When HUC was founded in 1875, the librarians could "lock up everything in two trunks to keep them safe from the river rats," libraries director David Gilner said.
Today, the library grows by some 7,000 items annually, holdings total some 465,000 items, an internal computer network can access more than 200 Judaica databases and 10,000 digitized images of works from the museum's collections.
It is the largest printed Judaica collection in North America; the only larger one is in Jerusalem at the Jewish National and University Library.
Among its precious holdings are:
*A 1490 Passover Seder Haggadah - only 44 similar Middle Ages items have survived.
*An 18th-century scroll of the Book of Esther.
*A 17th-century manuscript printed in Hebrew and Chinese in the 1660s, recording 13 generations of one clan in the Kaifeng, China Jewish community.
*A 1479 Samaritan book from 1479, written on parchment in Paleo-Hebrew.
*A 1,000-year-old Pentateuch, the five books of Moses, the Bible's first books, which demonstrates both Persian and Byzantine styles.
*An extensive collection of miniature books, 4-inches or less in height.
David Gilner's eyes light up as he roams the double-locked room beneath the rare book room in Hebrew Union College-Jewish Institute of Religion's Klau Library.
Each of the thousands of volumes crowded onto the shelves has a story to tell, and Gilner, the director of libraries, seems to know them all.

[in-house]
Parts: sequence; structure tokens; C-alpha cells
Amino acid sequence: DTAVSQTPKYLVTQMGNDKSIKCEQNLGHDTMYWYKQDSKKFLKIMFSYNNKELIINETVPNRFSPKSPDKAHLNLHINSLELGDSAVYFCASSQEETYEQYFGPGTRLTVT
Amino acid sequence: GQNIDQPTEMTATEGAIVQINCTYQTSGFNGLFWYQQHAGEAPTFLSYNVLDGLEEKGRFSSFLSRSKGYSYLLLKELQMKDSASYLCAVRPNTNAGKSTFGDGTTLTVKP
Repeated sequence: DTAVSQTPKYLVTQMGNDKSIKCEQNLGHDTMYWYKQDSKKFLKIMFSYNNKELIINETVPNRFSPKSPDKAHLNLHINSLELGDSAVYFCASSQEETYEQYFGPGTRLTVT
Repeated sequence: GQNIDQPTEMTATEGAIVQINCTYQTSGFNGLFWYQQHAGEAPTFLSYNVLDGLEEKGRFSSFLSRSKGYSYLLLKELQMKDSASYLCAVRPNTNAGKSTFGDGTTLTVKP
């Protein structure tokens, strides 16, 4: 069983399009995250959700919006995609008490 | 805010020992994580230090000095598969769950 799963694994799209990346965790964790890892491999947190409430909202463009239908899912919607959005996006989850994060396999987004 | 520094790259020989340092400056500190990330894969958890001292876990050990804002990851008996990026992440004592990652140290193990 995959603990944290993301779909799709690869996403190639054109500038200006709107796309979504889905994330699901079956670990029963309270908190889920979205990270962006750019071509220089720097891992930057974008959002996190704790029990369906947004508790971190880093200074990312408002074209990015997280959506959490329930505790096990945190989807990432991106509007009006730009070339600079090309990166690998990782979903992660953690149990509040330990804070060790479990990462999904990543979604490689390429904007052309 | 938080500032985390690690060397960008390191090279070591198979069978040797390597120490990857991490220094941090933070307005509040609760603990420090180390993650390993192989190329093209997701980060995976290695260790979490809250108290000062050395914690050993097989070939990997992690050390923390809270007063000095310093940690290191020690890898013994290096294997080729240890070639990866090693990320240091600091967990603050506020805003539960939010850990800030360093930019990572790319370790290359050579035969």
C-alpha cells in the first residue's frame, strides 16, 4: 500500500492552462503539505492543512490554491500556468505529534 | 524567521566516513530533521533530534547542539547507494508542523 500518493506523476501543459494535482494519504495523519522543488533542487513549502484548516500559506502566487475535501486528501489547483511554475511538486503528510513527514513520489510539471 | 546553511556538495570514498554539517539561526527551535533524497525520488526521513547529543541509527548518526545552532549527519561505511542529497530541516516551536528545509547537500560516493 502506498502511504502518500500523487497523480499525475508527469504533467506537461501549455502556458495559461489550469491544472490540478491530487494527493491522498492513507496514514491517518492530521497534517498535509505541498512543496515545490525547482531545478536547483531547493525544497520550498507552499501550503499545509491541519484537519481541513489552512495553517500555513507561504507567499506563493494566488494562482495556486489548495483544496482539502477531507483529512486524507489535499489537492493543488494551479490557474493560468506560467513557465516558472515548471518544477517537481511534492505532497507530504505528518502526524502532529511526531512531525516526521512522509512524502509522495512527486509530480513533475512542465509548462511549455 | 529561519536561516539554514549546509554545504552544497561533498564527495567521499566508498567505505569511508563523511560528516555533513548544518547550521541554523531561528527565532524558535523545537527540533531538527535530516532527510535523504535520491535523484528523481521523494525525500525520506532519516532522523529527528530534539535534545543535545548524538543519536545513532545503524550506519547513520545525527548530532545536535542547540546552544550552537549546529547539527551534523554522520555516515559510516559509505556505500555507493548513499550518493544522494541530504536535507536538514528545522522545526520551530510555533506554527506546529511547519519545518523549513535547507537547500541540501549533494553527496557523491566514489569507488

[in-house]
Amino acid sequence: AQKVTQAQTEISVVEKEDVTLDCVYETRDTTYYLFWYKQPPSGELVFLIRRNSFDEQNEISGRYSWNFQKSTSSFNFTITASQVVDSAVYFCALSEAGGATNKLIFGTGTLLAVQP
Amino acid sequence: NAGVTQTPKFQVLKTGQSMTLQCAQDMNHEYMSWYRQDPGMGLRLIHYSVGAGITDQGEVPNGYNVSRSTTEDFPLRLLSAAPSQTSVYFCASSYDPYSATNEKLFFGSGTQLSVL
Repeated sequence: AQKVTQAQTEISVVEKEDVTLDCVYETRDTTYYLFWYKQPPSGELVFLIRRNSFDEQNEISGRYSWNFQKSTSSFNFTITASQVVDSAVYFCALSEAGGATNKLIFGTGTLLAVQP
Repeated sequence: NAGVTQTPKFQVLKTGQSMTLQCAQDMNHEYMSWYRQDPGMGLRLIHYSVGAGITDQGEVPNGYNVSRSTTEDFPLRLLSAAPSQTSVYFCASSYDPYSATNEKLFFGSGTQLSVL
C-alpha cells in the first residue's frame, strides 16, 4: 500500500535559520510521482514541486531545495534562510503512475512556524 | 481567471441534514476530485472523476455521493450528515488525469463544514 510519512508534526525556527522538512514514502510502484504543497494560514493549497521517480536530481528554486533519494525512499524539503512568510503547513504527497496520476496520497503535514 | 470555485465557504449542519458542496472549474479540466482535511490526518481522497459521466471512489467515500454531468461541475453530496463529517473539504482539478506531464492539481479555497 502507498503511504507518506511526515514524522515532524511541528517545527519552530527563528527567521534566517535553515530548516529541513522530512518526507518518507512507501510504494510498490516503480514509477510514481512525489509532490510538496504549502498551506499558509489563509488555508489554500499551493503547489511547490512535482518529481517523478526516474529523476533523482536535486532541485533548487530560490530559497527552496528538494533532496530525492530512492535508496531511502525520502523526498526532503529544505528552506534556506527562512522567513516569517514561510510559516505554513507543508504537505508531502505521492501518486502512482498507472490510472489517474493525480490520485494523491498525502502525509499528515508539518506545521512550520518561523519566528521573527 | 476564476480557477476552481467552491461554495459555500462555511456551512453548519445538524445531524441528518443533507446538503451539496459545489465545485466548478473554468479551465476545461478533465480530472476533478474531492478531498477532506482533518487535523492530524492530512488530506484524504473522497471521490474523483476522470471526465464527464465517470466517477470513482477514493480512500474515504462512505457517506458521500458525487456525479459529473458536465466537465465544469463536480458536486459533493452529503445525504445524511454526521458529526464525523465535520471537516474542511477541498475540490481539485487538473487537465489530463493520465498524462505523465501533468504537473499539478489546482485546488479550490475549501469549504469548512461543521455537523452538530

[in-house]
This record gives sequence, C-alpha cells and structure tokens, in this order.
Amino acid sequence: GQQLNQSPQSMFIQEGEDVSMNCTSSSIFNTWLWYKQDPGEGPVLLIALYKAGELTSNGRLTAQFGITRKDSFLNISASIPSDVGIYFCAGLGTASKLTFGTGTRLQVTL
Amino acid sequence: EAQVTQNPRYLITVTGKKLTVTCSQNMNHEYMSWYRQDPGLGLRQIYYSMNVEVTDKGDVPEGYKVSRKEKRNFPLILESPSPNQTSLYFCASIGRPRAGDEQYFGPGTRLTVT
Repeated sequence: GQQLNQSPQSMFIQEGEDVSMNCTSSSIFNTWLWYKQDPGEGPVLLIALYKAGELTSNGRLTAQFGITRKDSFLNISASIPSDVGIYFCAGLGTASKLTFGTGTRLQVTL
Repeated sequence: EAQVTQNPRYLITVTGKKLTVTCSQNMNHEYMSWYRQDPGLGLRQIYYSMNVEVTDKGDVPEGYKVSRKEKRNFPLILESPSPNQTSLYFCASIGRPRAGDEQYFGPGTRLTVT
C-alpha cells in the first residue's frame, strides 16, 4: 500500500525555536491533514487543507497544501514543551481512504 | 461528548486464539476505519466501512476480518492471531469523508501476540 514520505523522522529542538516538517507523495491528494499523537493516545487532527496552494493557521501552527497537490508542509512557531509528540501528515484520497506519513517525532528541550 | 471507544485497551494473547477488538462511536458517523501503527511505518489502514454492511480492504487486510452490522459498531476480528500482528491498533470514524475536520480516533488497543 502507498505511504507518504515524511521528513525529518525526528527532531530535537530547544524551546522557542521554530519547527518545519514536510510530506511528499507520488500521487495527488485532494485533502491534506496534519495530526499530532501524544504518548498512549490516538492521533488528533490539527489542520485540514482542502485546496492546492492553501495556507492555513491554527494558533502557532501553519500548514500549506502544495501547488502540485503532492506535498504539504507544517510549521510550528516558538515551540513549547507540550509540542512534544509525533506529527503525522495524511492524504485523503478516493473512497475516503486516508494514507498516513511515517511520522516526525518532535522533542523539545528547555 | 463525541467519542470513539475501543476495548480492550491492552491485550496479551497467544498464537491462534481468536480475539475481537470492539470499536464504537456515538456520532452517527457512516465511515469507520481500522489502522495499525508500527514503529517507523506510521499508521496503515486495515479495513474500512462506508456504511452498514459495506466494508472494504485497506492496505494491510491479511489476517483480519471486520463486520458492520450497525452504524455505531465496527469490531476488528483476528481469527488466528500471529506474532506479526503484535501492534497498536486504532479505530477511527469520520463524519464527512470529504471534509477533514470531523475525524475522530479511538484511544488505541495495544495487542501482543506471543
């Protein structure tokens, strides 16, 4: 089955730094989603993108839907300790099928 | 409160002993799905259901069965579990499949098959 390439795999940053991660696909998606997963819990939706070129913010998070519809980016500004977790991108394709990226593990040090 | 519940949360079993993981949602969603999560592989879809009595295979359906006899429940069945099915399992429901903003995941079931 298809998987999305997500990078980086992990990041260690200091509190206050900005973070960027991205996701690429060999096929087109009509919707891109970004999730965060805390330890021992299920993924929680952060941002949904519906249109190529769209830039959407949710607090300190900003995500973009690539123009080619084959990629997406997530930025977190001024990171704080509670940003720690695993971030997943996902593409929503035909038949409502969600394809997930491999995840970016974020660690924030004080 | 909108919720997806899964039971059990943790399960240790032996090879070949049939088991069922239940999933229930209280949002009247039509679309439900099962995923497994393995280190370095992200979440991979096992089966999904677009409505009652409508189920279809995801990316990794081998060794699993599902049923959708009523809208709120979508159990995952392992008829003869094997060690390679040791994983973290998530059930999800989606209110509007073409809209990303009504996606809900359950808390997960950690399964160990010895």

He picks up an Ethiopian edition of the Psalms written on parchment, with wood covers bound together with string and wrapped in a leather bag for easy carrying. It's written in Ge'ez, an ancient South Semitic language spoken in the Horn of Africa.
"Look it up on Wikipedia," Gilner suggests, with a grin and nudge with his elbow. "That's what we do."
The school has just broken ground for a renovation and expansion of the library, at a cost of $11.5 million, and Gilner has recently been moving holdings thousands to temporary storage.
Among its holdings: the largest collection of early Jewish America, American Jewish music manuscripts, Christian Hebraica and a Spinoza collection. It is one of three worldwide conservators of Dead Sea Scroll negatives, and offers on microfilm some 900 newspaper, journal and synagogue bulletin titles at the American Jewish Periodical Center, books printed before 1501, 16th century Hebrew volumes and a special Chinese-Hebrew collection.
Learn more here.